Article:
I write these words from Milan, Italy, where I am with my Word on Fire team filming new episodes for our Pivotal Players series. I’ve seen lots of marvelous things on this trip, including the ruins of the ancient baptistery under the Milan Cathedral where, in the spring of 387, St. Augustine was baptized by St. Ambrose. But the most fascinating sight I’ve taken in is the vested and mitered skeleton of that same Ambrose, which rests in the basilica that bears his name, not far from the Cathedral.
Behind a grille, just under the main altar, lie the skeletal remains of Ambrose and two martyr saints, Gervasius and Protasius, whose bodies were recovered during his lifetime. With the aid of some pretty high-powered camera lenses, I was able to see the skull of the great bishop of Milan in extraordinary detail. What struck me especially was the size and solidity of his teeth, still formidable after 1,600 years. I’ll confess that when I examined those ancient teeth, I couldn’t help but think of the lips that once covered them, for Augustine, in his Confessions, famously reported his amazement at seeing Ambrose read without moving his lips—something quite unusual at the time.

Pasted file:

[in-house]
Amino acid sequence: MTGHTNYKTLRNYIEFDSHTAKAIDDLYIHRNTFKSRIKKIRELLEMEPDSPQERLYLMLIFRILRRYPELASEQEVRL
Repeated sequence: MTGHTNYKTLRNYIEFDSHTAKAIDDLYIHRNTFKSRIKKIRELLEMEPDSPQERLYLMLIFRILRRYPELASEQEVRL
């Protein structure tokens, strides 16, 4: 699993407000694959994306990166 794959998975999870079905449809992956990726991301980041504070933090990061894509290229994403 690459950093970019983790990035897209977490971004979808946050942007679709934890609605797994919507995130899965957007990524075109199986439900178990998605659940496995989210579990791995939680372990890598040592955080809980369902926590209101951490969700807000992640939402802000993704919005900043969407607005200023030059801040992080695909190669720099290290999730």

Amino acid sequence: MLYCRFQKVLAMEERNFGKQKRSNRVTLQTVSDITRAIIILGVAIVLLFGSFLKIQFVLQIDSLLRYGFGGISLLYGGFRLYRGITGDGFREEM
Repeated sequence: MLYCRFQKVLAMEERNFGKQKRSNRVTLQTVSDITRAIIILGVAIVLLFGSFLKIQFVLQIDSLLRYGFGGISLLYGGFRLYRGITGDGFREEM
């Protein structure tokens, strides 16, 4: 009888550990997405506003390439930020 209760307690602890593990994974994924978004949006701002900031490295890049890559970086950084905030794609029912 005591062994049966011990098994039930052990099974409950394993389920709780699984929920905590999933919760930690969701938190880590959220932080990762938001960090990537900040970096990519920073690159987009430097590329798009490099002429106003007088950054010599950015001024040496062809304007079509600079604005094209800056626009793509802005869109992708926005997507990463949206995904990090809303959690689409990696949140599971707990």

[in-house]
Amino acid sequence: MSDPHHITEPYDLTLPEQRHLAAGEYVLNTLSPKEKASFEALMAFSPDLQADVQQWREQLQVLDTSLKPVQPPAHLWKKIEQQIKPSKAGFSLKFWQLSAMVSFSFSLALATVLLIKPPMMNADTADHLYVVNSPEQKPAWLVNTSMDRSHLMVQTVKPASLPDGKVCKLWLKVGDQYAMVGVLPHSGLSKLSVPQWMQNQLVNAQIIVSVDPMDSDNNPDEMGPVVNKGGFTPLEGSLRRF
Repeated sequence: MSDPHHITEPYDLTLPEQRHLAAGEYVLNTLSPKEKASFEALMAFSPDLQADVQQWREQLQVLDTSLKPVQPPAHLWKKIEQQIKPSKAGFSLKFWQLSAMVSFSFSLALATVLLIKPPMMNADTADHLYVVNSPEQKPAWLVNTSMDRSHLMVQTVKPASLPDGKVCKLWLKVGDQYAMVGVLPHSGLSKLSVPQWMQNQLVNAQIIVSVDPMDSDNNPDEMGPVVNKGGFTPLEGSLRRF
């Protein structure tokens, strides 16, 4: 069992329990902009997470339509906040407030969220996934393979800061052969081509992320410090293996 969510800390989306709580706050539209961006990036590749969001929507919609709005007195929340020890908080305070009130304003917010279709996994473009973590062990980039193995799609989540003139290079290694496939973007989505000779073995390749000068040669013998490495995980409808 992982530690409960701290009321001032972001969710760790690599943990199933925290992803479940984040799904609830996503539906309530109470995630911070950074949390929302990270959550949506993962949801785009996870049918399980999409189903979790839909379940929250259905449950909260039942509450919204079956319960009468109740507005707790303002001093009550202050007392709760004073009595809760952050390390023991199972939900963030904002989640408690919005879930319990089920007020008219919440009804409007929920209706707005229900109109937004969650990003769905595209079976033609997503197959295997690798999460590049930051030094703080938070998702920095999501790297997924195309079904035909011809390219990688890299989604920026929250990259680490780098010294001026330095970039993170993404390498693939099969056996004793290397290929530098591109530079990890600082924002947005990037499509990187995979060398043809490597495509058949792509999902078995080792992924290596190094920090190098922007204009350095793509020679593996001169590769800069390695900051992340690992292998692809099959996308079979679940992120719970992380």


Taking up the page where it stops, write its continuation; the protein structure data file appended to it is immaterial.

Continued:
However, after I posted detailed photos of Ambrose’s skull on our Facebook page, the reaction has been rather…interesting. Many, many people expressed their pleasure and excitement at seeing the pictures, but many others, I must say, were a bit put off. From a number of strongly Protestant and evangelical commentators came the charge that I was encouraging the worship of dead bodies!
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